Myocardial Infarction and Injury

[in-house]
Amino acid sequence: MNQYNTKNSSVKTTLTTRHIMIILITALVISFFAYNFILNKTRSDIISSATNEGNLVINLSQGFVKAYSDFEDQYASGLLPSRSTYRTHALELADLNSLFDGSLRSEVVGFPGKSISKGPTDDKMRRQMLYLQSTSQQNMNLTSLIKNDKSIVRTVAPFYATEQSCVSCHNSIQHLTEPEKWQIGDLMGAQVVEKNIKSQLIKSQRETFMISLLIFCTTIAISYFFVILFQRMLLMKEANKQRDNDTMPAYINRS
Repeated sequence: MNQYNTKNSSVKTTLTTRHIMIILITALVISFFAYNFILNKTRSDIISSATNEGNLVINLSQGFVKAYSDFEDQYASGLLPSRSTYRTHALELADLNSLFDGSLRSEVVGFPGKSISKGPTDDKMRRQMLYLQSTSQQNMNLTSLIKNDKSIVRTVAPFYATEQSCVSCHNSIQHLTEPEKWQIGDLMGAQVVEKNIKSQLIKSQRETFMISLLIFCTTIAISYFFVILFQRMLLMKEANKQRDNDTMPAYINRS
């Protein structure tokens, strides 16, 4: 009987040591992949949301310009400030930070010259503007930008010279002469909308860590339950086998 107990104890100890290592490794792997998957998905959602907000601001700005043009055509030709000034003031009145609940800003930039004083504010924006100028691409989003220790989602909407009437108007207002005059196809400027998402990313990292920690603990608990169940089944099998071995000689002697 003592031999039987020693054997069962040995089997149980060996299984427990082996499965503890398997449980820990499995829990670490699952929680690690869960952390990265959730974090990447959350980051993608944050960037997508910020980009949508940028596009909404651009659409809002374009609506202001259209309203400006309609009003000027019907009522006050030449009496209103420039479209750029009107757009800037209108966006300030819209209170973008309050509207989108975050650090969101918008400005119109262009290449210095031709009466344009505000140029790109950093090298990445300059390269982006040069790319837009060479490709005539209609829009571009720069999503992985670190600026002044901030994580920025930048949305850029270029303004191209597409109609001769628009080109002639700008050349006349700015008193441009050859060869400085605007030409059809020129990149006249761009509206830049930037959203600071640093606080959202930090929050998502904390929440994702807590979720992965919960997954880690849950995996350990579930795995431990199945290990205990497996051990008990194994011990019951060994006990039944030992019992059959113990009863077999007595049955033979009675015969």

The diagnosis of MI in the perioperative period is more complicated than in the usual clinical setting with the ambulatory patient. At present, there is no consensus on perioperative MI criteria, especially for CABG surgery. Q waves are relatively accurate markers of MI, but after CABG surgery the presence of Q waves may not always be associated with MI; similarly, the absence of Q waves may be associated with MI. [61,62] For example, specificity is limited by the presence of inferior wall Q waves, which may not be associated with necrotic tissue, but may be associated with other changes, such as pericarditis or mechanical manipulation of the heart during surgery. Sensitivity is limited by the occurrence of nontransmural MI. Similarly, elevation of CK-MB is also nonspecific in the setting of CABG surgery, at times reflecting ischemia, injury, or mechanical manipulation after CABG surgery. [63-66] In contrast, CK-MB diagnosis criteria can be set to be highly sensitive, with a nearly zero false-negative rate. However, no clear consensus exists regarding the criteria that should be applied to CK-MB for the diagnosis of MI after CABG surgery. Therefore, the sensitivity and specificity of criteria for MI after CABG surgery depend on the criteria used (i.e., the specific combination chosen, including ECG, CK-MB, autopsy, or other diagnostic tests).